February is Black History Month and we’ve created a reading list full of modern books that are perfect for educators and librarians to use all year round. Looking for more historical books? Check out our first reading list!
Roy is writing an email to a friend back home in Jamaica. Roy has moved to Canada, where even the sun feels cold! When he describes his nervousness about school, a neighbour gives him a special button… A shared love of Bob Marley makes for a good start. Roy is happy to find a piece of his old home in his new home.
Malaika is happy to have her Mummy again, and Mr. Frederic and her new sister Adele seem nice. But being part of a new family means moving to a new country — Canada — where everything is strange. It’s cold in her new city, she misses Grandma, no one understands when she talks and Carnival is nothing like Carnival in the Caribbean. This title is also available in French as Le carnaval de Malaika.
A jubilee is a day to forgive and be forgiven. Finding herself forgiven one morning after a difficult day, Melena seizes her fresh start and she decides to start over. She shares ice cream with friends, forgoes getting revenge on her brother and forgives a small debt, all with a song in her heart. This day of new beginnings is Melena’s jubilee.
A positive, heartwarming portrayal of North Preston past and present. This touching poem from spoken-word artist, poet and CBC Radio personality Shauntay Grant portrays the Nova Scotian community of Preston. Short, staccato lines, musicality and the use of real, spoken language, and Susan Tooke’s breathtaking illustrations using real models from the community, combine in a sensory experience that is sure to wow readers of all ages. Grant’s memories of growing up reflect a magical place where landscape, food, history and, most of all, people come together in a community filled with love and beauty.
Junior and Intermediate Fiction
Last Chance Island: the unlikely meeting place of three teens. Kalu and his cousin survive the burning of their African village but are later abandoned on the island off the west coast of Ireland. After her father dies, Spike is also dumped there to live with an aunt who tends the lighthouse. Spike discovers the two Africans, starving and desperate. Is it a last chance for all three kids?
Two years after his birth parents disappear in Nigeria, newly adopted Ozzie moves to Canada. At his new school, Ozzie and the other Nigerian kids compete for time on the soccer field with Victor’s team of Syrian refugees. A match between the two teams creates an opportunity for a school soccer program. Can Ozzie and Victor unite to create one team?
Young Adult Fiction
When 16-year-old Gloria fails 13 out of 15 subjects on her final exams, her future looks bleak indeed. Her family’s resources are meager so the entire family is thrilled when a distant relative, Christine, offers to move Gloria north to Kumasi to look after her toddler son. In exchange, after two years, Christine will pay for Gloria to go to school. Life in Kumasi is more grand than anything Gloria has ever experienced. She joins a youth band at church, and Christine has even promised to teach her to read. But Kumasi is also full of temptations — the owner of a popular clothing shop encourages her to buy on credit, and the smooth-talking Dr. Kusi offers Gloria rides in his sports car. Eventually Gloria is betrayed by the people around her and is disillusioned by her new life. But in the end she decides who she can trust, and draws on her own considerable inner resources to put the bad experiences behind her.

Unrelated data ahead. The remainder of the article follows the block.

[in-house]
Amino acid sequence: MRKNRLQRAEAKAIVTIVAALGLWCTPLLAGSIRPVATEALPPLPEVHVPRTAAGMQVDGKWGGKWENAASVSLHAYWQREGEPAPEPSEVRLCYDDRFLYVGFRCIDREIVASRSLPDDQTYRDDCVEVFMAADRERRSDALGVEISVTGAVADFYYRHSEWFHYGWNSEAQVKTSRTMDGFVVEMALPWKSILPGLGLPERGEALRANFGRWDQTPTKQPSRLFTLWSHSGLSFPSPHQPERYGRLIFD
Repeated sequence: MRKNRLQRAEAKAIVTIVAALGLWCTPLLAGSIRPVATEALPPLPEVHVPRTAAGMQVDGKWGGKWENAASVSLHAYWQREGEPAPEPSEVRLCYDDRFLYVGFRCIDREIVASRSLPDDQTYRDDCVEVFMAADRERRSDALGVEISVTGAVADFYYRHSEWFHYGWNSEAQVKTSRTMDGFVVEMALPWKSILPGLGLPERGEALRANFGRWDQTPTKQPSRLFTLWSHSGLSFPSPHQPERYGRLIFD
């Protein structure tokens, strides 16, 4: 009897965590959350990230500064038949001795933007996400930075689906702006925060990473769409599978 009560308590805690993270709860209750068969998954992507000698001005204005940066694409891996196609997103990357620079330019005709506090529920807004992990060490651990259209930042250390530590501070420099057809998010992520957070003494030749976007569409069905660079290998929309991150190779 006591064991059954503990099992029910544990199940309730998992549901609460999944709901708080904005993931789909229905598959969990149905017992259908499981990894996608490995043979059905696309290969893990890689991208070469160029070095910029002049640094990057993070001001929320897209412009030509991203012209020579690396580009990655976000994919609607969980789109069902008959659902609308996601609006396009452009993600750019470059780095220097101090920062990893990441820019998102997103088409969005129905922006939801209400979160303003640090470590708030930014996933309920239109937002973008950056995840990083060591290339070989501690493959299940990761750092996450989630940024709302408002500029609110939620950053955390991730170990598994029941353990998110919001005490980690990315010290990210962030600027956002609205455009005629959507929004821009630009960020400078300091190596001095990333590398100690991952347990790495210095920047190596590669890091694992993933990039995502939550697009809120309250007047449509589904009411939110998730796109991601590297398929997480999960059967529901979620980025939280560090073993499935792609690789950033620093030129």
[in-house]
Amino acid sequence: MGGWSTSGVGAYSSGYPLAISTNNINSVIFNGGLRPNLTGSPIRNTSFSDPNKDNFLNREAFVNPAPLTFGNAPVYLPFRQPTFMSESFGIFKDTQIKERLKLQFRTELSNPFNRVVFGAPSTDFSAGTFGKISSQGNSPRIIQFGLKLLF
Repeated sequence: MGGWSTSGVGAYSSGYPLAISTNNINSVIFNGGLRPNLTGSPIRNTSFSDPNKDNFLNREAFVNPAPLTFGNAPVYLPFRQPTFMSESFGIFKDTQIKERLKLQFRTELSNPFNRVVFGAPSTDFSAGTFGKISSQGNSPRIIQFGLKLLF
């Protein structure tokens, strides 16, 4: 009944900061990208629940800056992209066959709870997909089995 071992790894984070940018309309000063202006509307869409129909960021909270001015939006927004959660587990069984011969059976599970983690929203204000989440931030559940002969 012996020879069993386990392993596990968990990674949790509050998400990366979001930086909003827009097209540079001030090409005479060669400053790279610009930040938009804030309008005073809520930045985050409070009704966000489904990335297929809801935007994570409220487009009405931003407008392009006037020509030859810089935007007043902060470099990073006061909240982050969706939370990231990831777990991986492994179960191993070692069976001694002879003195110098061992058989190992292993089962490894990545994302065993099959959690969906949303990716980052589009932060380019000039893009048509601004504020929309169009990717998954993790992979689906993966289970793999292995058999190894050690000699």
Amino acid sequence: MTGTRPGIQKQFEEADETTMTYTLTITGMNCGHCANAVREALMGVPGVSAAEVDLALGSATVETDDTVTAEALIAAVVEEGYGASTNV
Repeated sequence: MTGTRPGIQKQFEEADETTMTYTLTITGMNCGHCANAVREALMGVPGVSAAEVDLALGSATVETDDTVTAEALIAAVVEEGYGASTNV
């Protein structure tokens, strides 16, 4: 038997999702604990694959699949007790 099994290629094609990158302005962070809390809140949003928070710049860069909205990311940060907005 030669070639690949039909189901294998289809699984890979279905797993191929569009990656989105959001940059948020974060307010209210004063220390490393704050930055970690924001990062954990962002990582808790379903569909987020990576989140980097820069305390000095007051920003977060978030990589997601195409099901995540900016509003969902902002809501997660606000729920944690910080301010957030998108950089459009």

Norris Kaplan is clever, cynical, and quite possibly too smart for his own good. A Black French Canadian, he knows from watching American sitcoms that those three things don’t bode well when you are moving to Austin, Texas. Plunked into a new high school and sweating a ridiculous amount from the oppressive Texas heat, Norris finds himself cataloging everyone he meets: the Cheerleaders, the Jocks, the Loners, and even the Manic Pixie Dream Girl. Making a ton of friends has never been a priority for him, and this way he can at least amuse himself until it’s time to go back to Canada, where he belongs. Yet against all odds, those labels soon become actual people to Norris.
Sixteen-year-old Indy has tried to live by her Grammy’s rules, but her relatives in Nassau have already labelled her trouble — she just can’t escape her mother’s reputation. Now she is hiding an unwanted pregnancy, looking for a safe place to call home. What Indy discovers is that home is not just four walls and a roof — it’s about the people she shares it with.
Did you know that aloe vera — now found in countless products, including sunscreens and soaps — was first used by Africans? They ground it into powder and used it to treat burns and other skin conditions, and hunters used it to disguise their scent from animals. They also used the nutritious oil from the fruit of the oil palm tree in everything from cooking to medicines to wine. And the marimba, better known to us as the xylophone, is believed to have originated 700 years ago in Mali. Other unique African innovations include the technique of banana leaf art and using horns — and hairdos! — to communicate important messages.
One of the top tennis players of all time, Serena Williams is both a powerhouse athlete and a philanthropist. This energizing title tells her inspiring story, from learning to play tennis along with her sister Venus, to her record-setting 23 individual Grand Slam titles. Beyond tennis, Serena works on behalf of underprivileged people and for equal justice.